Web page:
Seventeen years ago things were looking up for the town of Bourne. A new factory was moving in and bringing what they thought would be lots of good jobs. Instead it left the town poisoned. Now pretty much everyone who could leave has and there isn’t much left in the town for those who are still there, most of whom still suffer health problems. Now the son of the factory’s original owner has returned to the town with his family with aims to reopen the plant. The story centers around the Mitchell triplets. Mab is the one who was born without any health issues. Monday has presumably some sort of autistic disorder, though it’s never specified. Mirabel is smarter than anyone, but is extremely physically disabled. Their mother is still looking for the evidence needed to hold the company accountable for the destruction they caused during their first run in the town and is now determined to stop the factory from reopening and causing even more damage to the town. The story is told in successive chapters starting with Mab, then Monday, and then Mirabel in repetitive order. I thought it was a very clever set-up and it was interesting to see how each of the triplets processed what was happening. Definitely a very engaging story. I give it an 8 out of 10.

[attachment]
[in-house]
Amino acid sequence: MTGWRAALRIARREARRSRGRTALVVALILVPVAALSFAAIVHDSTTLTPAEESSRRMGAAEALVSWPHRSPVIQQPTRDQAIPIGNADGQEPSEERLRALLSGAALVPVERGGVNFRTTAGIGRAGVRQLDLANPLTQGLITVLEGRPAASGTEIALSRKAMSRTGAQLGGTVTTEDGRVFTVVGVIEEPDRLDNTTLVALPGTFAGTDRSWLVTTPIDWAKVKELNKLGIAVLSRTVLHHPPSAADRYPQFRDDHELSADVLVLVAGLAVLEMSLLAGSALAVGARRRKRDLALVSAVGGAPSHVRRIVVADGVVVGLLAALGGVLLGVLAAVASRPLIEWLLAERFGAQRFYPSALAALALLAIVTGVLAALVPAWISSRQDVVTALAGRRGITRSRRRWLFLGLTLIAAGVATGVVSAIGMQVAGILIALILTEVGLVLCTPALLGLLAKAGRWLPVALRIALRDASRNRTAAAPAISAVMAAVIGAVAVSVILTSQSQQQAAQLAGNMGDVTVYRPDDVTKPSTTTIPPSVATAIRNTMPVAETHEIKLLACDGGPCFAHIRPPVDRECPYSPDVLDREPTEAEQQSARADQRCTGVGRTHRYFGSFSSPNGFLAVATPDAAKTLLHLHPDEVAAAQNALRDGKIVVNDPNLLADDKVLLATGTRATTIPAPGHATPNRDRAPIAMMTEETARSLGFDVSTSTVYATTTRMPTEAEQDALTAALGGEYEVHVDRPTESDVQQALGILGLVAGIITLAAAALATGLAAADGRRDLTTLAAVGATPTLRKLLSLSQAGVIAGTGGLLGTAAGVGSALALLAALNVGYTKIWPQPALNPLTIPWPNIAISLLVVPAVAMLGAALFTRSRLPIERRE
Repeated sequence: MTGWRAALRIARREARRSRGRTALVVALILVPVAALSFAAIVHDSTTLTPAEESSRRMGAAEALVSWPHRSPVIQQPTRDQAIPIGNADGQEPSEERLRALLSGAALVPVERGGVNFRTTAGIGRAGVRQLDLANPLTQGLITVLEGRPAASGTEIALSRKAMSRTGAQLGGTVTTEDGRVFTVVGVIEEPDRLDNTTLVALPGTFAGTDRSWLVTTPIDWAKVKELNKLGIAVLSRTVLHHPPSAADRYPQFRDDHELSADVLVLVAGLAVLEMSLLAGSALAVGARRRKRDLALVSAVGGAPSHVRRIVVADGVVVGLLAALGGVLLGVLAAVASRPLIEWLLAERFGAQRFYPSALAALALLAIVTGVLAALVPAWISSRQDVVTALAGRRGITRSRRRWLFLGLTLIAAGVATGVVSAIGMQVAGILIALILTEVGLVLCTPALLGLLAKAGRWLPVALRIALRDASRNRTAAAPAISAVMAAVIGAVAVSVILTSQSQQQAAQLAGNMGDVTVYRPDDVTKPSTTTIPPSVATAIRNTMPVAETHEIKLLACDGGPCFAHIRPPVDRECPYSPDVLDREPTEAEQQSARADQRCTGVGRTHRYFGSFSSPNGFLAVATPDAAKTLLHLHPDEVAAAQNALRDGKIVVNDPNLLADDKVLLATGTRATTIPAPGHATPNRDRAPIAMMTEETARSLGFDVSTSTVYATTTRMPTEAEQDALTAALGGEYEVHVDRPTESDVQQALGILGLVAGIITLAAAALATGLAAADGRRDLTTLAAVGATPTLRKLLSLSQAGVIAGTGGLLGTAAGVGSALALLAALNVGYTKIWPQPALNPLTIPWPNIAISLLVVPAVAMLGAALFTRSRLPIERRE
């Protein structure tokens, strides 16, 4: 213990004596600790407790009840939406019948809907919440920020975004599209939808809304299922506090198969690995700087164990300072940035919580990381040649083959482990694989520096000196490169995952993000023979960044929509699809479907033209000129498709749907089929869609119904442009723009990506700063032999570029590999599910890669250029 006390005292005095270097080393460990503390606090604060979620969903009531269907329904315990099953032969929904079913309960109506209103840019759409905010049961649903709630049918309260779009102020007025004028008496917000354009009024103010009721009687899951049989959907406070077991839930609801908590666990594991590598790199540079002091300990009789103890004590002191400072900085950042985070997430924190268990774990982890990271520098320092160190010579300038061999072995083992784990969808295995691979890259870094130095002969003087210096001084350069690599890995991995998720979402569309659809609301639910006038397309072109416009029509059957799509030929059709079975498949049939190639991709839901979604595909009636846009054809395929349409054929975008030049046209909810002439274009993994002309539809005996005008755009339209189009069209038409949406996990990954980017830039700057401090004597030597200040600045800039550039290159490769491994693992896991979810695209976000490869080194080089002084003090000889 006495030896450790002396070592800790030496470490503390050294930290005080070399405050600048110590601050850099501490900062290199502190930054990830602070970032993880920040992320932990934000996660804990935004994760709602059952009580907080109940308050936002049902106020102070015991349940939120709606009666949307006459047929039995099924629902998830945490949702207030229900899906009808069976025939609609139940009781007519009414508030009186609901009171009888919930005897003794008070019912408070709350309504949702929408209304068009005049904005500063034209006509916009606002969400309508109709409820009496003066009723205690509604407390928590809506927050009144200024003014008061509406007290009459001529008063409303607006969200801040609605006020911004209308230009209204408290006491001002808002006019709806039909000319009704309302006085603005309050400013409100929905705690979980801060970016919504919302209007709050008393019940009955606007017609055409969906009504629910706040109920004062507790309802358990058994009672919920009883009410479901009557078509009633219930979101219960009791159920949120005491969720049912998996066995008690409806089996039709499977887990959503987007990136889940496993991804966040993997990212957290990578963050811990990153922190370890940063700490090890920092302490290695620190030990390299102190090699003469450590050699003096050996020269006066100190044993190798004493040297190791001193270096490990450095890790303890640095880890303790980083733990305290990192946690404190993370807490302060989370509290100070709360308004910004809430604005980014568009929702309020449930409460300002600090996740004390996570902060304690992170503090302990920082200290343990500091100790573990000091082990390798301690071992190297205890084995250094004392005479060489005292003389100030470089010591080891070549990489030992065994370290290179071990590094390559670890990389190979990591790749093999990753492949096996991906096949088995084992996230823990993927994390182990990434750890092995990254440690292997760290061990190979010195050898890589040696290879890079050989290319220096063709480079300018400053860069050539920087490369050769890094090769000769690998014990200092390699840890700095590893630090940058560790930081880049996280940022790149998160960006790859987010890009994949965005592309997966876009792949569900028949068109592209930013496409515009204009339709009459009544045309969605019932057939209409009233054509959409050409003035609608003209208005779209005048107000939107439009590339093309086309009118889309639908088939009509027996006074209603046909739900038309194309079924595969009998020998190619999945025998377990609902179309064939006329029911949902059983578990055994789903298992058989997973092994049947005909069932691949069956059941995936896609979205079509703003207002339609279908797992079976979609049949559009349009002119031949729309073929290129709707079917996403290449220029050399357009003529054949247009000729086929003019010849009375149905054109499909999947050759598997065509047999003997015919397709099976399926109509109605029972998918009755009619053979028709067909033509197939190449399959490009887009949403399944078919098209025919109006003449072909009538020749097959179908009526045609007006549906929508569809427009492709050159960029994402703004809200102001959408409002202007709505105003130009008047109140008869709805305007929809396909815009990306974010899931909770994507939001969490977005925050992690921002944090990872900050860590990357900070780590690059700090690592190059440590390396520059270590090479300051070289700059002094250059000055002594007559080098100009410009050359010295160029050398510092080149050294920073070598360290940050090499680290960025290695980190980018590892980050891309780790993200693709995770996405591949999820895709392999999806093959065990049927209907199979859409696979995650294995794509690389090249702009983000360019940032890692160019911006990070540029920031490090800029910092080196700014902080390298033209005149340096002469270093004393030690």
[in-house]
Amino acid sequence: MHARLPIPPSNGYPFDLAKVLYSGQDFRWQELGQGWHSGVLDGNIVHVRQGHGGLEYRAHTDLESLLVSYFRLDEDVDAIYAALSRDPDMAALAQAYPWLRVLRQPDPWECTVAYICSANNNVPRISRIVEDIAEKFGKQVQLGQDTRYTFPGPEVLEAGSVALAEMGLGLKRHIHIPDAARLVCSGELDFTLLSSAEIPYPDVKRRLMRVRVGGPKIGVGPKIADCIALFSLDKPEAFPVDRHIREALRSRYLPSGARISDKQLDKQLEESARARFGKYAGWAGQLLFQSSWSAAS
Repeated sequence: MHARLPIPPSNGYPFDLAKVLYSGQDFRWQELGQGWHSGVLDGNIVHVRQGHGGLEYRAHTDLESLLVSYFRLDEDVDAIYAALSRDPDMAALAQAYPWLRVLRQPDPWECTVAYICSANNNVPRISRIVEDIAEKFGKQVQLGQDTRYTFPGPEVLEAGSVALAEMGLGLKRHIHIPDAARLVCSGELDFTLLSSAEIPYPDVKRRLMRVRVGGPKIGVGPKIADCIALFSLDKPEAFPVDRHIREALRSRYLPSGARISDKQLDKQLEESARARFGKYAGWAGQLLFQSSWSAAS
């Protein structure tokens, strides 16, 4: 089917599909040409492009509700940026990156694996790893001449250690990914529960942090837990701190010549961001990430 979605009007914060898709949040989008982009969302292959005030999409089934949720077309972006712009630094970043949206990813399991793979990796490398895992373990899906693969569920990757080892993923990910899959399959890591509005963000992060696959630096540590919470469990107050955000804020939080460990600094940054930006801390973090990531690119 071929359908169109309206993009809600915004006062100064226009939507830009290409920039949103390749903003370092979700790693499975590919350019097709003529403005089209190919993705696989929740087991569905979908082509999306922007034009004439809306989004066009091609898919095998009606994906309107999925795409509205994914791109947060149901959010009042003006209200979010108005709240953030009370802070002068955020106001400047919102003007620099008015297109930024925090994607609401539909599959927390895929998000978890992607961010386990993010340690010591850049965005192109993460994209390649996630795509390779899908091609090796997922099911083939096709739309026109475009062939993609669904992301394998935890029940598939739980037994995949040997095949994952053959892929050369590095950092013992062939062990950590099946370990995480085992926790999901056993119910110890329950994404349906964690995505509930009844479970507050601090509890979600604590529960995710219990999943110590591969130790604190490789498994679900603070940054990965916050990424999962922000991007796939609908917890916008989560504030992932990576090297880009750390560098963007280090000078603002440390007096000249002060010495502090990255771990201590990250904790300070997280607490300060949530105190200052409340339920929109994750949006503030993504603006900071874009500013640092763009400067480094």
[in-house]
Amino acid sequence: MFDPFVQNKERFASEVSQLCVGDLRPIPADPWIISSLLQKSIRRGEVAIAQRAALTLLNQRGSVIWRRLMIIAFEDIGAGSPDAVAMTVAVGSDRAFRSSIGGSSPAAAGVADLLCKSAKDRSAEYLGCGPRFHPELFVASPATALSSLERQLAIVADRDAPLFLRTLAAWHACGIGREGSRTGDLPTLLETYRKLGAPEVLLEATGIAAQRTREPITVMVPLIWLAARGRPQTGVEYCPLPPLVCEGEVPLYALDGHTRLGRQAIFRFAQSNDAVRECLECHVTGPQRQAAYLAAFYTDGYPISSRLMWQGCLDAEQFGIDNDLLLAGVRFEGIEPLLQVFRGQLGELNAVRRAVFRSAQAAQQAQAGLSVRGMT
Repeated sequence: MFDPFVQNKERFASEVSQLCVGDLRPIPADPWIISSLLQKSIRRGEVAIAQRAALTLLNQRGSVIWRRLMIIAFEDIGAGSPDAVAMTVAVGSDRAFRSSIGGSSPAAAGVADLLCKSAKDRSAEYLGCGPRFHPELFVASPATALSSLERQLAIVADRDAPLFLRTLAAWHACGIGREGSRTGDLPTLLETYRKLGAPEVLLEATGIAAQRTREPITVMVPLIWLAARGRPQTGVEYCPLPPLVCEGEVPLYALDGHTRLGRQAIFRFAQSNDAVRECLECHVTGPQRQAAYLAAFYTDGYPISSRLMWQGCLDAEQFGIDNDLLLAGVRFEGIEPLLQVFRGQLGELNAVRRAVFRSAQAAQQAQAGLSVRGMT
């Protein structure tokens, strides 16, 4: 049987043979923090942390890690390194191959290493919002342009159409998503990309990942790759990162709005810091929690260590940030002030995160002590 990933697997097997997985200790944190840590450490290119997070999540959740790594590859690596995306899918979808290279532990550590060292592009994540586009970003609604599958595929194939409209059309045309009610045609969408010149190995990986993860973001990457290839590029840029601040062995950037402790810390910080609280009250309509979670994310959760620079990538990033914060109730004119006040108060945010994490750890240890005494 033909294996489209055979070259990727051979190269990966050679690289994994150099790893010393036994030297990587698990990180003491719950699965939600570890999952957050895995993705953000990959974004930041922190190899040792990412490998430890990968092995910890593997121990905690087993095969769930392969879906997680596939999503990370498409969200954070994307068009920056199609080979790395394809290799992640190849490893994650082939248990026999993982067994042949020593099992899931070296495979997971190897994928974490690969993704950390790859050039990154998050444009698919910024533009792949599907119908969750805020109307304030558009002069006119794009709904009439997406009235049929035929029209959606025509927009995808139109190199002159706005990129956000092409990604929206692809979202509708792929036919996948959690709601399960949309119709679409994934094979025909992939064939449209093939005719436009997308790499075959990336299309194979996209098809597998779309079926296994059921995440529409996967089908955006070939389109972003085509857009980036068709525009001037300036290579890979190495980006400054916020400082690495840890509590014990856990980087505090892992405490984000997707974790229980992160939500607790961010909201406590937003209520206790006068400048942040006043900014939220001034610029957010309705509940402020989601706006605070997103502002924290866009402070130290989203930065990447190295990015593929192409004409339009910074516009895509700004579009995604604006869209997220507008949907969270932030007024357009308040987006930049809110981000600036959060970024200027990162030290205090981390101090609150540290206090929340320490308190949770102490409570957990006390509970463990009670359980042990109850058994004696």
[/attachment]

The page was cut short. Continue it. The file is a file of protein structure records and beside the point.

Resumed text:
42. When the Apricots Bloom by Gina Wilkinson
It’s shortly before the U.S. invasion of Iraq in the early 2000s. Huda is a secretary at the Australian embassy who has been forced by the Iraqi secret police to befriend the ambassador’s wife Ally and report back to them any information she finds out. She has to comply or she puts her son’s life in jeopardy. Meanwhile, her estranged childhood friend, Rania, is also under the thumb of Saddam’s regime and trying to protect her daughter. The three women’s lives intersect trying to protect their families and their secrets.